Amețitor [Dizzying], 2019
Dee Stoicescu is a Romanian-born queer artist and writer from Toronto. Their art is a deeply personal and poetic account of their journey to reconnect with their Romanian ancestry and navigate deep family secrets. Dee’s work engages queerness, HIV, immigration, and childhood; it tries to express their need for understanding from their family and their desire to find community.
Jessica: Can you tell us a little more about yourself and your work?
Dee: I like to think of myself as a creative human. Currently, I am the coordinator of a 2SLGBTQ+ youth centre. I really enjoy working with young folks. They have helped me to open up about my non-binary identity and become more comfortable exploring what that means as a queer person living with HIV.
Queer Virus: Radical Sick Queer Softness and Romanian Diasporic Identity (2019, pictured) is a digital photo series that was my entry point for reflecting on my illness in relation to society. It’s my “the personal is political,” if you will. This work features a lot of “firsts” for me and it’s experimental in many ways. After my sister gave me a camera I played around with editing software to layer and pixelate images, and it was the first time I felt comfortable being public about my diagnosis.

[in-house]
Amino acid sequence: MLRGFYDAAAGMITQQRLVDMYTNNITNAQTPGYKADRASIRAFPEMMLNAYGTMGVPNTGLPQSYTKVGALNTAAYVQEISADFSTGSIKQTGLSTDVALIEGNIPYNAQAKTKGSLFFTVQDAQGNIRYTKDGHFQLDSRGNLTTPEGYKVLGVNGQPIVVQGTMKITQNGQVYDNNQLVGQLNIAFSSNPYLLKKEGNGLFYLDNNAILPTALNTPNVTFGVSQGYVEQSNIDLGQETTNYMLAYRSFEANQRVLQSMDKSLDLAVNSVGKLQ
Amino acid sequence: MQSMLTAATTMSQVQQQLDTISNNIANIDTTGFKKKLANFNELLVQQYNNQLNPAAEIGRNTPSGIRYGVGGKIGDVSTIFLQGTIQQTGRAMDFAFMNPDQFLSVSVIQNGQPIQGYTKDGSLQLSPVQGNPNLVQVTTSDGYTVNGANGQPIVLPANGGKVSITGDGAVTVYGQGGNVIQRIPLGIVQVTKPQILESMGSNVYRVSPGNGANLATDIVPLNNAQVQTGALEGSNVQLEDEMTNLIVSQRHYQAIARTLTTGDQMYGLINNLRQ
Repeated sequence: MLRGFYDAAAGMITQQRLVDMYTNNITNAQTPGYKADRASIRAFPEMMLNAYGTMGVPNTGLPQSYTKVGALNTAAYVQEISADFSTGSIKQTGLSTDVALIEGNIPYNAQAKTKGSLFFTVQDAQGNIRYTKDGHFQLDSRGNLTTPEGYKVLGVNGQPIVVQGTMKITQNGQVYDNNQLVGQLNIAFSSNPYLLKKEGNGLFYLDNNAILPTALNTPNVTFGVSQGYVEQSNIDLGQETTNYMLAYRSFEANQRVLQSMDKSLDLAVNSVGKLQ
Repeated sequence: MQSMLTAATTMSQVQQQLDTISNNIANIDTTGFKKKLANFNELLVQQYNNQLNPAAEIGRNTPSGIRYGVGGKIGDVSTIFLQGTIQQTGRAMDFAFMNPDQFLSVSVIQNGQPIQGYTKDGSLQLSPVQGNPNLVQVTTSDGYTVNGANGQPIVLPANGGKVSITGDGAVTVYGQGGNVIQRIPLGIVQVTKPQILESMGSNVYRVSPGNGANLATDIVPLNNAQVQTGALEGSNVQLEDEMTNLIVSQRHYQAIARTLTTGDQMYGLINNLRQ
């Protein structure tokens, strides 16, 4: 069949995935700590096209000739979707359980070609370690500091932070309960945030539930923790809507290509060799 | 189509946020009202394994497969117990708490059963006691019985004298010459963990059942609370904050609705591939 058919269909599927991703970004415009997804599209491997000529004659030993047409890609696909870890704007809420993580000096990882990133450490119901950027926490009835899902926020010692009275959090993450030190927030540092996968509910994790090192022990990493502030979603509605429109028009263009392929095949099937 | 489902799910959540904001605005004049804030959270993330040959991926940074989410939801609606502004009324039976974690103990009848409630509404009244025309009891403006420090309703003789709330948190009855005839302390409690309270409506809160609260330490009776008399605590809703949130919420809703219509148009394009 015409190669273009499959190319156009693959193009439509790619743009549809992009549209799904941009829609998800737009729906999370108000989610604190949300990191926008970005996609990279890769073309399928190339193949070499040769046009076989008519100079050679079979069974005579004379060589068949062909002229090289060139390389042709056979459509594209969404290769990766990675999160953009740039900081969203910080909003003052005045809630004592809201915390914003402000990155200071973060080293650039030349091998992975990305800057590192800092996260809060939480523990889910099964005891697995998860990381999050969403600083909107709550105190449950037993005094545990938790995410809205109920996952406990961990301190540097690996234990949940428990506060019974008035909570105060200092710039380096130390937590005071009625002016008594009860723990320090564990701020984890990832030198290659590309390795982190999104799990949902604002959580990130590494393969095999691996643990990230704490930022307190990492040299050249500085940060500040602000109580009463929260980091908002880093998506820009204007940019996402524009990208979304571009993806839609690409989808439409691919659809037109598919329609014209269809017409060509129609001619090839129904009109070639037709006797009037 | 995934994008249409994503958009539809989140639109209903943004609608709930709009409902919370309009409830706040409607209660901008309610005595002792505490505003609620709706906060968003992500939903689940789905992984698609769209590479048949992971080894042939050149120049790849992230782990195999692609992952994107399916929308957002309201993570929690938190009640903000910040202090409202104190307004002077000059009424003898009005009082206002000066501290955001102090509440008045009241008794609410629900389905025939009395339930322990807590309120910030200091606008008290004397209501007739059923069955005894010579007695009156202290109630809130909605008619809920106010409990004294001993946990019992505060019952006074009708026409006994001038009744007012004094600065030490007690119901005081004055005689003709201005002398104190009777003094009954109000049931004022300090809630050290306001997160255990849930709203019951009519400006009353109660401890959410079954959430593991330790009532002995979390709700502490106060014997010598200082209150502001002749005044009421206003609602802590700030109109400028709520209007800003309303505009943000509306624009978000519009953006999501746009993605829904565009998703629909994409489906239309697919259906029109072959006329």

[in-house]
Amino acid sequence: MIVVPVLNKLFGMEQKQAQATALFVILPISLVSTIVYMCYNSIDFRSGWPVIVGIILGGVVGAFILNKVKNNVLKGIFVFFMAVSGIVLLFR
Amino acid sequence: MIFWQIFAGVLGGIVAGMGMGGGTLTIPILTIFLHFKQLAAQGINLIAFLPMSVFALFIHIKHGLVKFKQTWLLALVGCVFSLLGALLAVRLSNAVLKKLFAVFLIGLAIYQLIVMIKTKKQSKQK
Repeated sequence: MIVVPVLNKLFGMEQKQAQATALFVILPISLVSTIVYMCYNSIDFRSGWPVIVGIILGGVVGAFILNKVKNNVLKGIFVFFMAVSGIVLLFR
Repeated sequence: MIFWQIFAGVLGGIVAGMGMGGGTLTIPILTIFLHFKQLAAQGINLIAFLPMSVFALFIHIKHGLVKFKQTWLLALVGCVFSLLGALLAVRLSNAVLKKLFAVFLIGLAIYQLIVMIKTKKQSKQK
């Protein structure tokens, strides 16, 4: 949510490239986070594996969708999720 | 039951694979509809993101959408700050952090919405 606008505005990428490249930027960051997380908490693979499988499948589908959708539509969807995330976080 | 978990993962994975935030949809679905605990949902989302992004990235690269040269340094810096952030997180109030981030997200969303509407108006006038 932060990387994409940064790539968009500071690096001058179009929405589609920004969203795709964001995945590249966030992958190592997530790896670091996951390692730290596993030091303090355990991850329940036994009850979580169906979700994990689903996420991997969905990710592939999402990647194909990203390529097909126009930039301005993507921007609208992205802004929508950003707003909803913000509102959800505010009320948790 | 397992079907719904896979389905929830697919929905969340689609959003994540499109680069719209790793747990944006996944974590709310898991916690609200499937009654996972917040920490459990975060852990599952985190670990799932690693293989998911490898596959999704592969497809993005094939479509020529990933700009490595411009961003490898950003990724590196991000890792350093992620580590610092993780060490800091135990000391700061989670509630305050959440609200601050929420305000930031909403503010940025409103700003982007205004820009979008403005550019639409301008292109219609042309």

Because the images are taken in a domestic space, the work is deeply intimate. I like to think that intimacy crosses time and space and is actually quite a public feeling. It’s a way of connecting with my ancestors through everyday objects and settings and sharing that with the world.
J: I’m very intrigued by your choice of overlapping images—together they have an eerie, abandoned, post-Soviet feel. Maybe this is the ancestors telling their secrets?
I was pleasantly surprised at how “eerie” it ended up. I’m really interested in theories of “haunting” and being in touch with past histories. Thinking of histories as a haunting can remind us of things unsaid or left unfinished, whether on a personal, family, or community level.
The choice of overlapping images is a way of representing my complex experience of living with HIV. I’m also queer, non-binary, living with a disability, Romanian, a first-generation immigrant, and a white settler on Indigenous land. These are complex experiences that I embody everywhere I go.
Întreruperea corporală [Bodily Interruption], 2019